Detour to Basel
Damn! Hopper at the Beyeler in Basel and I was going to miss it.
Luckily however, a vacation in Italy planned in January remained on track despite Covid-19 and actually because of the virus the show was extended. Having already planned to drive made traveling safe, only having to take precautions in hotels and restaurants. Following our first stop in Nancy, we headed on towards our hotel in Bern via a short detour south to Basel and Beyeler.
Hopper has always been a touchstone for me. For one thing we are both Americans, we attended the same art academy in New York and actually lived just 20 minutes from each other, Hopper in Nyack NY, myself in Pearl River. This great artist passed without my knowing of his existence in 1967, when I was just 14, the year I began oil painting.
It has only dawned on me after many years living and traveling in Europe how much our shared nationality, not to mention our regional proximity, has formed and identified us as artists. There is for me nothing mysterious or exotic in Hopper’s art. I know his art directly, it is a matter of osmosis. We’re in the same family.
This painting really got my attention. The balancing of figuration and abstraction in Hopper’s work was never so evident as in this detail from “Cape Cod morning”. I made a small study in front of the piece and wrote the following: “ I also see for the first time how Hopper moved color (often abstracted shadows, curtains, shutters, etc…) across his compositions. And with how much feeling he felt out his compositions.” Without the figure and (?) the stacked horizontal lines representing clapboards in the light grey vertical shape behind her, this is a very solid abstract painting.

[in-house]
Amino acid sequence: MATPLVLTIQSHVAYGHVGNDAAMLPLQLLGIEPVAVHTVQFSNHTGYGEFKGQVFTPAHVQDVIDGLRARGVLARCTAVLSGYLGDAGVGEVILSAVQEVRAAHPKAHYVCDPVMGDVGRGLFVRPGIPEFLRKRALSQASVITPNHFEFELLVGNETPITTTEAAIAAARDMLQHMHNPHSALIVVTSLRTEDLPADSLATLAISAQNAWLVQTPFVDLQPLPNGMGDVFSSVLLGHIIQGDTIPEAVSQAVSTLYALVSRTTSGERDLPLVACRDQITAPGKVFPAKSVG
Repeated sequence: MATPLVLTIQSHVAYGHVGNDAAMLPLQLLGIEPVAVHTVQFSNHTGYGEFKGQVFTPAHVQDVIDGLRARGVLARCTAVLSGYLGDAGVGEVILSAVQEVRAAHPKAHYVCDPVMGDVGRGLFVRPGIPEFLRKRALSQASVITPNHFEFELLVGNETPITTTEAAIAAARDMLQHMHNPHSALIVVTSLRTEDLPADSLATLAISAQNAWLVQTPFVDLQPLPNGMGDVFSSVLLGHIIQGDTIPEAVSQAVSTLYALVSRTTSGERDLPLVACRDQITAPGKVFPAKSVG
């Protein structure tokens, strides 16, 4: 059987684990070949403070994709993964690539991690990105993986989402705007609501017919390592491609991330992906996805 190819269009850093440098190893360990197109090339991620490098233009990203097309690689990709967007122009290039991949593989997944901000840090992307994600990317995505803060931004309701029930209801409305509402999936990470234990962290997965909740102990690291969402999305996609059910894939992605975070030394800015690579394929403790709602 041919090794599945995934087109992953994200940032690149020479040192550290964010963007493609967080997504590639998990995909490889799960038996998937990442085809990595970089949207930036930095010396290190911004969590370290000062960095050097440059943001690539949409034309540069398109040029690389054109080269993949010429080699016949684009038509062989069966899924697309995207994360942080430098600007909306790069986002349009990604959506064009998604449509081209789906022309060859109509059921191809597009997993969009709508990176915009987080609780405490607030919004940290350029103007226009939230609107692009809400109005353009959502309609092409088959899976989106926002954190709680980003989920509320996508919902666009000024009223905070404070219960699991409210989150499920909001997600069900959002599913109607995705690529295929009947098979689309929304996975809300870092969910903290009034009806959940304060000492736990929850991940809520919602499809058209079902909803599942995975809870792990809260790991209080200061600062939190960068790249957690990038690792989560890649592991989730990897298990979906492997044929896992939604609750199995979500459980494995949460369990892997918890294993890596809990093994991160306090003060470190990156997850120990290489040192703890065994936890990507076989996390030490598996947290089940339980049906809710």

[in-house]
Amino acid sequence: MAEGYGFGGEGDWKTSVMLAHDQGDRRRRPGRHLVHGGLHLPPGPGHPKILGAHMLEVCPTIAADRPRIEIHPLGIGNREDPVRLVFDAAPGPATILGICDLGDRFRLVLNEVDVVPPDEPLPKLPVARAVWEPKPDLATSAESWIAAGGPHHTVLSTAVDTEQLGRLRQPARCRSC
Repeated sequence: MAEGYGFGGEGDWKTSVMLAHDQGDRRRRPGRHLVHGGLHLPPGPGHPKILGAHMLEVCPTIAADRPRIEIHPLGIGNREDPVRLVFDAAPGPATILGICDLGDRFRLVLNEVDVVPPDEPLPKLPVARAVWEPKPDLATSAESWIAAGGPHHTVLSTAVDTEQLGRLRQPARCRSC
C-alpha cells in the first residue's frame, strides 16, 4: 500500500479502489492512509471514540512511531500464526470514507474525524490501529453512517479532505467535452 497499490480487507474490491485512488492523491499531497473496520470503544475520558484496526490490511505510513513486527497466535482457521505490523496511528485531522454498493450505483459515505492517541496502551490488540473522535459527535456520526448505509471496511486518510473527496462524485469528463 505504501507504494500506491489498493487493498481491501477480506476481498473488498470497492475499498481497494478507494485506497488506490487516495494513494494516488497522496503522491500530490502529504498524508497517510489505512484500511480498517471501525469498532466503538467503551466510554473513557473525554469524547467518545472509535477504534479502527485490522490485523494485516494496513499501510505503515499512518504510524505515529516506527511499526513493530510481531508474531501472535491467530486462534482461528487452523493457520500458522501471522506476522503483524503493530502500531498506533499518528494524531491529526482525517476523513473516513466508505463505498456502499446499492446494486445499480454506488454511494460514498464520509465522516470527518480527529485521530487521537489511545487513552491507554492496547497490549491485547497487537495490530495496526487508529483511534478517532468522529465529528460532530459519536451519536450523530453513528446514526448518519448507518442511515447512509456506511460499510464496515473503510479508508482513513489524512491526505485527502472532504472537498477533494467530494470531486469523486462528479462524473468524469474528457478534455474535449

I knew that Hopper often made careful drawings of his subject matter accompanied by detailed notes. So it surprised me somewhat to see that beyond his careful observations he also played and played carefully with color and shape combinations. He somehow had the ability to not only record visual reality including mood, atmosphere and lighting, but also shifted and rearranged his minutely observed compositions to attain a very refined abstract balance.
A quality of this exhibit that struck me immediately was my unfamiliarity with much of the work. I have books on Hopper and have seen his paintings in many collections but here I met quite a few strangers. There were of course a number of famous works which matched the image already carried in my head, and that is always pleasant. However it was the oddball pieces, the “this is Hopper?” paintings that surprised me and made me really look.
The regrets of unseen exhibitions that Covid-19 screwed up for me and many others were to some extent made right by this virus-prolonged show.